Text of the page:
A deputy, after establishing that in his presence he had the victim call a person whom she identified to him as being defendant's brother, read the following from the transcript. (Other than renewing foundational and hearsay objections, defense counsel did not assert any other basis for excluding this testimony.)

"[BROTHER]: It's just [']cause . . . he got high, dude. It was all my . . . fault. I knew what it--

"[VICTIM]: He does that when he gets loaded?

"[BROTHER]: Yeah. Especially when he loves someone, dude.

"[VICTIM]: It was . . . terrible, dude. He beat the brakes off me. I was so mad at you guys for leaving us at the tunnel.

"[BROTHER]: Yeah, I know. I felt all bad but--

"[VICTIM]: But it's going to be okay. I'm not going to give up on him.

"[BROTHER]: As long as he's not high, dude. I mean, he'll trip, but . . . --

"[VICTIM]: Just don't ever get him high again.

"[BROTHER]: Not like that, never.

"[VICTIM]: Please.

"[BROTHER]: Ever." (Italics added.)

Defendant argues the emphasized parts of the conversation are not against the brother's penal interest and are merely "collateral" (citing People v. Duarte (2000) 24 Cal.4th 603, 612 (Duarte)). He also argues the discussion "falls far short [of] admitting any criminal liability" because it does not establish that the brother intended to facilitate or encourage defendant's assaults on the victim while "high"; rather it showed only that he felt moral blame. Defendant further argues that in light of the latter, the brother's statements lacked trustworthiness.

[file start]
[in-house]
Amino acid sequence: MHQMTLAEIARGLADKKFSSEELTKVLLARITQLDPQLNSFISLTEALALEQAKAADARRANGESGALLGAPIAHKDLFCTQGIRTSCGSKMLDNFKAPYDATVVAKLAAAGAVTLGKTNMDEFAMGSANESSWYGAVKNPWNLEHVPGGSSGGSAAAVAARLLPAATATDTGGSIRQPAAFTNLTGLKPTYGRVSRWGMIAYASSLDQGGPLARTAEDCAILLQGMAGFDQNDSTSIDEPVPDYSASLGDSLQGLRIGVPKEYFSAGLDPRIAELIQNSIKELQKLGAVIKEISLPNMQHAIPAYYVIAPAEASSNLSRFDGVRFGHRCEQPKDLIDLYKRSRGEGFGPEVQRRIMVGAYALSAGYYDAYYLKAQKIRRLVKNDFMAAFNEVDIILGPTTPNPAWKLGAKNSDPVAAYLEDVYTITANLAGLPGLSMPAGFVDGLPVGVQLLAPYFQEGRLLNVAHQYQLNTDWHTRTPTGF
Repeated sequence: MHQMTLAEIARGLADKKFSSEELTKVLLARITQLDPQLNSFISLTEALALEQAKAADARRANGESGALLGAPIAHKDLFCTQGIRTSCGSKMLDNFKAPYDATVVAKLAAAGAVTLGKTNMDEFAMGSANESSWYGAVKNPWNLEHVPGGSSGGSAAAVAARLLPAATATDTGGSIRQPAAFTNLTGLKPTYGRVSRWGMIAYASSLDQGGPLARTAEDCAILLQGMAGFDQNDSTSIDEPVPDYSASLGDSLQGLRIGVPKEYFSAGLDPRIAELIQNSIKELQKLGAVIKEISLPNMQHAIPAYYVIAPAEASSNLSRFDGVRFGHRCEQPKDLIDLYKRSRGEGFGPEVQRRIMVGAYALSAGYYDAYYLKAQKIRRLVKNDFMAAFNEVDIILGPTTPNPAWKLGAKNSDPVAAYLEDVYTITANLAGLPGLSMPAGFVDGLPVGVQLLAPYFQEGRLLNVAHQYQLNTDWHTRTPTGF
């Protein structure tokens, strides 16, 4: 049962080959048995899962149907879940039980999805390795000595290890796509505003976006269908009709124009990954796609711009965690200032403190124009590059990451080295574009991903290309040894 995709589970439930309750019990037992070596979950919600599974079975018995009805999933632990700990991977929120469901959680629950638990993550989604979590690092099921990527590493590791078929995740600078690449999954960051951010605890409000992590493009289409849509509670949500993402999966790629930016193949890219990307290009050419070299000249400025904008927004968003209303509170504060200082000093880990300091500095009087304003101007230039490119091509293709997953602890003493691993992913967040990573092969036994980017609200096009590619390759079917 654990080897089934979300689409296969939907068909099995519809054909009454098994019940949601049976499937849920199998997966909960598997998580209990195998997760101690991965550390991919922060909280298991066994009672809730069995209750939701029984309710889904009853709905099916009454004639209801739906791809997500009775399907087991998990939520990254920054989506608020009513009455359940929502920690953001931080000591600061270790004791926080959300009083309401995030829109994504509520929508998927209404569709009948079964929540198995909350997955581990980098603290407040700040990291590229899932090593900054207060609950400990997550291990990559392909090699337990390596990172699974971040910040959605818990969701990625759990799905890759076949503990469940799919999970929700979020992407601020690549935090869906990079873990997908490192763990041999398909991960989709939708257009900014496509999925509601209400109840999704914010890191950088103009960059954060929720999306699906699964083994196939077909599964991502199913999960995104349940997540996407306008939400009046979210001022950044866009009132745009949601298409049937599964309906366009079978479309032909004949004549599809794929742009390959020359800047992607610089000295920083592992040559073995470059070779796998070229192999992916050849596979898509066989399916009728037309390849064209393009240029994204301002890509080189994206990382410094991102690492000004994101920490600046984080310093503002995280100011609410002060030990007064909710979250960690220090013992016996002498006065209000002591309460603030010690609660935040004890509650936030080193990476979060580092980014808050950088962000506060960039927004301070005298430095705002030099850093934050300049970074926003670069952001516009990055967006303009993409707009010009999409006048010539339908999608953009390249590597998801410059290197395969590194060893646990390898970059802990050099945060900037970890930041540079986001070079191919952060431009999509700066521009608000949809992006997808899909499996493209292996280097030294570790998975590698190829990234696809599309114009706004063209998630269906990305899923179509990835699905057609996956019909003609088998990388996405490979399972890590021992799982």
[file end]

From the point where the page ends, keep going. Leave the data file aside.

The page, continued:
Hearsay statements of unavailable witnesses, which include witnesses asserting their privilege against self-incrimination (People v. Geier (2007) 41 Cal.4th 555, 583 (Geier); People v. Brown (2003) 31 Cal.4th 518, 535), are admissible if they are sufficiently likely to subject the declarant to the risk of criminal prosecution (Duarte, supra, 24 Cal.4th at pp. 610-611) and, when viewed as a whole in light of the circumstances in which uttered (including the declarant's possible motivations and relationship with the defendant, taking a realistic view of the actual nature of human conduct into account), have an adequate aura of trustworthiness (Duarte, at pp. 614-615, 617-618). The exception does not apply to any collateral portion of the statement that either is exculpatory, or otherwise positively serves the interests of the declarant and through implication shifts blame to others who might be involved in the crime. (Duarte, at pp. 611-613 [suggestions that the declarant's shot was not the fatal one inadmissible because it shifted blame to others]; cf. Brown, supra, 31 Cal.4th at pp. 536-537 [denied being shooter, but did not attempt to absolve self through shifting of blame to others; statement admissible].)

Even if admissible, the statement is nonetheless subject to exclusion if its value as evidence is outweighed when taking potential prejudice, confusion, or the consumption of trial resources into account. (Geier, supra, 41 Cal.4th at p. 584.)